Maybe the fridge magnets are right - live today as if it is your last
FIFTYSOMETHING:I met an old flame in a country churchyard the other day. If that sounds like the opening lines of a Meatloaf anthem, I apologise, but it seems to me that an inordinate amount of my social interaction happens among the headstones these days. I suppose it’s the age I’m at, a time when the generation ahead is passing on the baton and slipping away.
Time was I riffled through my wardrobe hoping a good fairy might have left a pair of platform boots and a halter-neck in there; now I know with grim certainty where my funeral coat is hanging.
The graveyard was a field of marble; loved, beloved, dearly missed mothers, fathers, sons and daughters slept under our feet. He’d aged, my old friend, we’d all aged; in the mocking white light of a November afternoon, we were none of us unweathered.
“How would you like to die?” he asked me. Not exactly “how are you?”, “how was your drive down from Dublin?”, “mind you don’t trip over the floral tributes”, or any of the things you might say to an old friend you haven’t seen for a long time, someone you had inhaled and exhaled over long, turbulent years. But then again, he was never one for small talk.
“Dignitas,” I answered. “I’m opening a savings account.”
He frowned. I think he might be a Buddhist now, and I’m not sure how they feel about assisted suicide. (Come to think of it, I’m not sure if any of my aspirations are particularly Buddhist-friendly: aim for matching underwear, keep your legs waxed, only drink wine that doesn’t give you a hangover.)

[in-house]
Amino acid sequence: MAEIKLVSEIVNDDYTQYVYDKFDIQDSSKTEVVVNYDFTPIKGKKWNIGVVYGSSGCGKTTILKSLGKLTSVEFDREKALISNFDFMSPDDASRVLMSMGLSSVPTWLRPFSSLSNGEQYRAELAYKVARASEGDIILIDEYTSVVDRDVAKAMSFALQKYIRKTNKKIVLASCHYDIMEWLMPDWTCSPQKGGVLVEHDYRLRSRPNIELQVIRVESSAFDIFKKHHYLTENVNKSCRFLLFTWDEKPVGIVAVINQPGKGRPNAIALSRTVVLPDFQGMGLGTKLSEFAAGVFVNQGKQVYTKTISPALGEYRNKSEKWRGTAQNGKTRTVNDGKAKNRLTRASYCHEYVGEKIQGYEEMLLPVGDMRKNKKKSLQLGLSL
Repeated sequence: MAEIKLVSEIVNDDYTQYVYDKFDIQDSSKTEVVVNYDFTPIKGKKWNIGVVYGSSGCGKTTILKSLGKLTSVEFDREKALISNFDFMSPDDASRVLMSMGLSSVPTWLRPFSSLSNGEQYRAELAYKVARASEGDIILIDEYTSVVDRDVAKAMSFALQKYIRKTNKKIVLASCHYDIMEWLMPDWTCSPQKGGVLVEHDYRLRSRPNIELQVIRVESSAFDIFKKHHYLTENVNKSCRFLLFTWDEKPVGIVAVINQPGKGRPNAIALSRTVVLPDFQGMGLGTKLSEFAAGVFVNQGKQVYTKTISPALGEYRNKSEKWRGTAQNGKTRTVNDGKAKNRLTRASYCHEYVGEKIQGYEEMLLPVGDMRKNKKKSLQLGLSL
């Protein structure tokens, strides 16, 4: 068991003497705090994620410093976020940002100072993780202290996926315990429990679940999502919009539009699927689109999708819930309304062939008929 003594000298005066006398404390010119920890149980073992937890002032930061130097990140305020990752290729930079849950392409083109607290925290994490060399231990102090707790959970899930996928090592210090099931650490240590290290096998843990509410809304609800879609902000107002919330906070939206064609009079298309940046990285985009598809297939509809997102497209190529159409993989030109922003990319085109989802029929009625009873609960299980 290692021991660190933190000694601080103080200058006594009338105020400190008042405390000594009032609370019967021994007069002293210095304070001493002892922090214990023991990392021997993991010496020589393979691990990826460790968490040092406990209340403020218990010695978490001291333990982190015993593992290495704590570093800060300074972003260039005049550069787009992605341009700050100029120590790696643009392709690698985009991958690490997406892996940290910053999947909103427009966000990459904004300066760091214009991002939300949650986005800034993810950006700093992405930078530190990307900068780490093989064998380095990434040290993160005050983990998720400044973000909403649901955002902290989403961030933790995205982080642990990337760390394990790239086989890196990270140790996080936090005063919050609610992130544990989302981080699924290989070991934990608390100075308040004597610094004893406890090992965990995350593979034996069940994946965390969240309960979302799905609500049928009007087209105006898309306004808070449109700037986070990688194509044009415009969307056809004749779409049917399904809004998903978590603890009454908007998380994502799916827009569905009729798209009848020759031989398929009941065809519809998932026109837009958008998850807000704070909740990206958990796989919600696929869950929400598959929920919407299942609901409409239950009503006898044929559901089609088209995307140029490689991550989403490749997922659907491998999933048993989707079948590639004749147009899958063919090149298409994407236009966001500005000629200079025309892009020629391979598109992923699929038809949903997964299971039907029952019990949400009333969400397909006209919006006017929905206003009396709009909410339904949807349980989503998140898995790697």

“God, I don’t know,” I relented. “Something fast.” I meant it; I have a deep-seated fear of losing the thread in some geriatric hive.
It’s a big question, how would you like to die, but his blatant inquiry unleashed a bigger question: how do you want to live? I was thinking about it on my way back home, leaving the big grey sea behind me, silently bidding farewell to the monochrome cows, shouldering each other into the hedgerows, udders like bursting gloves swinging between their mud-splattered back legs. They make me laugh, cows, all dressed in black and white, brimming with suspicion and disapproval, glaring at passers-by like big mad nuns. I’d much prefer to look at cows than traffic lights.
Maybe the fridge magnets are right, I was thinking, maybe the thing to do is to live today as if it is your last, especially now that one finds oneself nearing the frontline. Without a generation ahead, it’s alarming how suddenly you can find yourself shuddering in the trenches.